When I was a teenager and really involved in a charismatic church, I was always looking for some miraculous sign from God about this or that. Should I go to this college? Should I date this boy? Should I befriend this person?
I’ve since concluded that God does work through miraculous signs–but mostly when I’m headed down a path I have no business setting my feet to. Now, instead, I see a bit of miraculous in the way circumstances work themselves out.
Let me explain. Since I’ve been on bed rest the last three weeks, I’ve been reading a lot of fantasy novels. I always like a good story with a good plot. You know, the kind where the author has thought out the end from the beginning and put little clues throughout the book, shaping the plot, chance meetings and key ideas at crucial times. Then it all comes together at the ending and everything is wrapped up, you step back and can see the entire thing, like a tapestry.
I’m beginning to see themes and plot in my life like this, with God as the author and me a character. This kind of well-thought out road — the way several things will all work together in my life to point to one main thing all at the same time — I’ve begun to see as miraculous. Sure, it’s not the dramatic affair of the healing of blind or lame man, but it’s astonishing when I sit back and think about how this had to lead to that for this other thing to occur.
Not that I’ve seen the tapestry of my life, but I’m beginning to see some patterns here and there.
I say all this because the sermon this Sunday tied into my own devotional time again, and I think God is too big for coincidences, there’s something here for me to learn.
In my devotions, I’m continuing through Acts, seeing Peter and John and Stephen give messages that just shake people up and I’m thinking to myself, like some of the more educated persons who heard the disciples message: these men are ‘simple’ uneducated fishermen. Wow.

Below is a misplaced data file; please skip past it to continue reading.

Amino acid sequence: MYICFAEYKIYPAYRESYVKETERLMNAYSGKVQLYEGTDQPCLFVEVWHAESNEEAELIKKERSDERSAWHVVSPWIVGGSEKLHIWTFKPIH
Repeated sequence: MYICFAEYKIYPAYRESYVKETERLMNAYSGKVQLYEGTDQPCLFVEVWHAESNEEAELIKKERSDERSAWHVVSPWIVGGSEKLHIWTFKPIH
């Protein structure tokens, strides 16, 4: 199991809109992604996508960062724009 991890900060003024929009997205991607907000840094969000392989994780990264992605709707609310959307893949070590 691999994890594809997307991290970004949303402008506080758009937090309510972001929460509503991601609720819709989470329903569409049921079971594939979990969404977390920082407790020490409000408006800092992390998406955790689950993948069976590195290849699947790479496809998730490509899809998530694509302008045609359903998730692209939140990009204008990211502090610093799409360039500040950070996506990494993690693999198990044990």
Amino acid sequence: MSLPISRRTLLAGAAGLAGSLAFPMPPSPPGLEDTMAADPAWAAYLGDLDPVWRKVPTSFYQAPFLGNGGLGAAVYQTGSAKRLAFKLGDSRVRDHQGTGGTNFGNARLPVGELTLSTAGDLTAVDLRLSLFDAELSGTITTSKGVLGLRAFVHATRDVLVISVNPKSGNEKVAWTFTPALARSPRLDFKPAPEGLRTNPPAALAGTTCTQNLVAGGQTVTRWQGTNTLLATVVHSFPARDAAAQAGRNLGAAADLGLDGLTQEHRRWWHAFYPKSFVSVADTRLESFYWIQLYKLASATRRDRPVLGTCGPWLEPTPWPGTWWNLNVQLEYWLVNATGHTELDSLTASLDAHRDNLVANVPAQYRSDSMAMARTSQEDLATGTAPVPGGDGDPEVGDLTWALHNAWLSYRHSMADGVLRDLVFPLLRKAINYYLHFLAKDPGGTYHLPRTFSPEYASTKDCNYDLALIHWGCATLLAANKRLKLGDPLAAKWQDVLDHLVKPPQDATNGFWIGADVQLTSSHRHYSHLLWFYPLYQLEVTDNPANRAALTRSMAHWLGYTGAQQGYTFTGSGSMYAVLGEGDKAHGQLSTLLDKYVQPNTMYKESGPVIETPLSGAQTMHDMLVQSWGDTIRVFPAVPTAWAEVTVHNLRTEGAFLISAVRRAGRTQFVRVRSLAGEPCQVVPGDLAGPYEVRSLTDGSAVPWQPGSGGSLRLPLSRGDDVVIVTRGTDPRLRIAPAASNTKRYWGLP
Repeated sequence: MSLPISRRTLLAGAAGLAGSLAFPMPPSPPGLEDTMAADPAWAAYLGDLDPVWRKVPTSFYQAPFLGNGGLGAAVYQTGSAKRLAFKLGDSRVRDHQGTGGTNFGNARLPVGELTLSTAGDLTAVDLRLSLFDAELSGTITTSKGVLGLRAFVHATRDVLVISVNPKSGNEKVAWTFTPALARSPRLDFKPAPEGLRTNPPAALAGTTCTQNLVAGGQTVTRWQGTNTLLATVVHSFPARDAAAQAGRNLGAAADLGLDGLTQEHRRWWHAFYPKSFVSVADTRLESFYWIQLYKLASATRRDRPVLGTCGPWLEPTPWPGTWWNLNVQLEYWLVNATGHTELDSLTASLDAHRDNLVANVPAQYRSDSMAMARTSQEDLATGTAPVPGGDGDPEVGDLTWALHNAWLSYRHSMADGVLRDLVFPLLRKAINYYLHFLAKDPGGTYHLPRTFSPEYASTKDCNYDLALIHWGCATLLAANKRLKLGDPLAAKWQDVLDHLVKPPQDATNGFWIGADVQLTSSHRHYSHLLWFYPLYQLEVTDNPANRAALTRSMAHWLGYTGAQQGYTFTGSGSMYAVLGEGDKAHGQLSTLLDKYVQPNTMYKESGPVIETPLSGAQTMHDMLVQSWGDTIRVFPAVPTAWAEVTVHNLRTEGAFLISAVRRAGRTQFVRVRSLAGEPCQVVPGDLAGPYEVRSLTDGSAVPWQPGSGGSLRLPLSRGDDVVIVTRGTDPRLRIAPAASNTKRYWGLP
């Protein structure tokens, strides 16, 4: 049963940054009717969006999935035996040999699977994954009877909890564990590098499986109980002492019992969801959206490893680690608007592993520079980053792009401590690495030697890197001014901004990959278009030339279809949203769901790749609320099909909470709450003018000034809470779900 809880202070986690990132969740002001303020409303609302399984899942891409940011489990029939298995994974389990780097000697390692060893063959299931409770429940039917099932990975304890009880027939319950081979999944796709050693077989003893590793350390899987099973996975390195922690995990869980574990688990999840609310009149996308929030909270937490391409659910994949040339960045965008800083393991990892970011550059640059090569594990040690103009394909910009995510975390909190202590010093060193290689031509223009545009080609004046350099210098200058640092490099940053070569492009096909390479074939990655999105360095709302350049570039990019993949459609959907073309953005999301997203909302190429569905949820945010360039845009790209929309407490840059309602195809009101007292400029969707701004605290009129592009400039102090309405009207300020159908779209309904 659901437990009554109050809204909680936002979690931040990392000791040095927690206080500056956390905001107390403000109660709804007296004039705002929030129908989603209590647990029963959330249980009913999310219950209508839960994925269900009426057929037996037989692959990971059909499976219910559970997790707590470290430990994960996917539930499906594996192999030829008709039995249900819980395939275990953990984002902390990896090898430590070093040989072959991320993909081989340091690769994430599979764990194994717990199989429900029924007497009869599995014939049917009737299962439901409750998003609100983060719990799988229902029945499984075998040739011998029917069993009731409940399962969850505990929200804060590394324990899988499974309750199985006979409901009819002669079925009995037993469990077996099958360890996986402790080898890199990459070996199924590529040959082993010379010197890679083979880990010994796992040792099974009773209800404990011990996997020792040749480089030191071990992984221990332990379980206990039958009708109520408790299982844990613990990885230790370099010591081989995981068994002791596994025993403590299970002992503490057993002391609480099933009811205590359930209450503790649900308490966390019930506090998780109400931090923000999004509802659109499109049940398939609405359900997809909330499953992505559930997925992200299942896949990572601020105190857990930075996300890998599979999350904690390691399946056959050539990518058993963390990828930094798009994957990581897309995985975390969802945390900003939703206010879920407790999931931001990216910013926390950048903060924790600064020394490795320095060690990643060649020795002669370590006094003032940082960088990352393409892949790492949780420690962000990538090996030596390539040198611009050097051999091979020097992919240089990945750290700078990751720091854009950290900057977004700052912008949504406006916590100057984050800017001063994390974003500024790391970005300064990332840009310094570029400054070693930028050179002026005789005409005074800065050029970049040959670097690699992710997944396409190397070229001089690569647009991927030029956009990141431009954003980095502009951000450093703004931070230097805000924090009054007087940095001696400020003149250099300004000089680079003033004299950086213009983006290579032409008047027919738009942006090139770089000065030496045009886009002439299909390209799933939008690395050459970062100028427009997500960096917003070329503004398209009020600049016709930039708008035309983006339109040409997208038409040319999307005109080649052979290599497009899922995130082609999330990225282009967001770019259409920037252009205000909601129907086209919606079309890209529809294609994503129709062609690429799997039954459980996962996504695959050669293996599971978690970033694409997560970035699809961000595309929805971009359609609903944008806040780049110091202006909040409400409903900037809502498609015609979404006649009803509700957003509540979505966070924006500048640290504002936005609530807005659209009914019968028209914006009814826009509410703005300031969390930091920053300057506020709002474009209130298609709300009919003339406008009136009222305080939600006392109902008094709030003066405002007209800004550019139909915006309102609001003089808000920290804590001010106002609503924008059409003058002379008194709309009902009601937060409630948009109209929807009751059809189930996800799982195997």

Then there’s the opposition. The rulers of the Jewish people wanting to quash the message by imprisoning or killing the disciples — these same disciples who, a year before, had not even the courage to stay and be arrested with Jesus — and the disciples saying, ‘we must obey God rather than men’ and preaching in the streets despite the threat of imprisonment or death. (Acts 5:29).
What was it that inspired these men? What was it that had them running for cover? What was it that powerfully moved the people?
Not clever preaching, not persuasive words, but the message of Jesus Christ crucified. That’s what this week’s sermon was about. When I came to you brothers, I did not come with eloquence or superior wisdom as I proclaimed to you the testimony about God. For I resolved to know nothing while I was with you except Jesus Christ and him crucified. I came to you in weakness and fear and with much trembling. My message and my preaching were not with wise and persuasive words, but with a demonstration of the Spirit’s power, so that your faith might not rest on men’s wisdom, but on God’s power. (1 Corinthians 2:1-5).
The basics. That’s what was moving people and shaking the Jewish leadership. That’s what was changing people’s hearts and making miracles. That’s what caused cowardly men to continue preaching publicly when they knew they would get in trouble.
And, this is the basics: Jesus Christ was God, yet he was born as a little baby in a borrowed barn, to a young family with no prestige. This child grew into a man and never once sinned. When he reached an age, he began his ministry — proclaiming that he was God, that all men are sundered from God the Father by our sins and the only way to heaven, the only way to know God is by accepting that Jesus is the way to God. Because of his message, Jesus was crucified on a cross. He died. Three days later, Jesus was raised to life. He then visited with his friends, preached and taught some more and then, before his disciples’ eyes, he ascended into heaven. And he is coming back again to receive those who believe in him, who claim him as their Lord and to judge those who reject him.
This is the message: Jesus Christ crucified to save humanity from itself. Jesus Christ crucified to save any person from the ultimate outcome of their choices. Jesus Christ crucified to set us free.
And, this message is the powerful thing. Not the way a person tells it. Not the clever arguments or rhetoric a person uses. Not the big, fancy words or short, simple phrases someone may employ. It’s the message itself, the fact that these things happened. So that a believer’s faith does not rest on men’s wisdom, but on God’s power.
That’s what I’m thinking about of late. That’s another reason why God uses the seemingly foolish to proclaim his message. And I wonder, what application this has in my life today.
I wonder what you’re thinking about today? I would love to hear about it!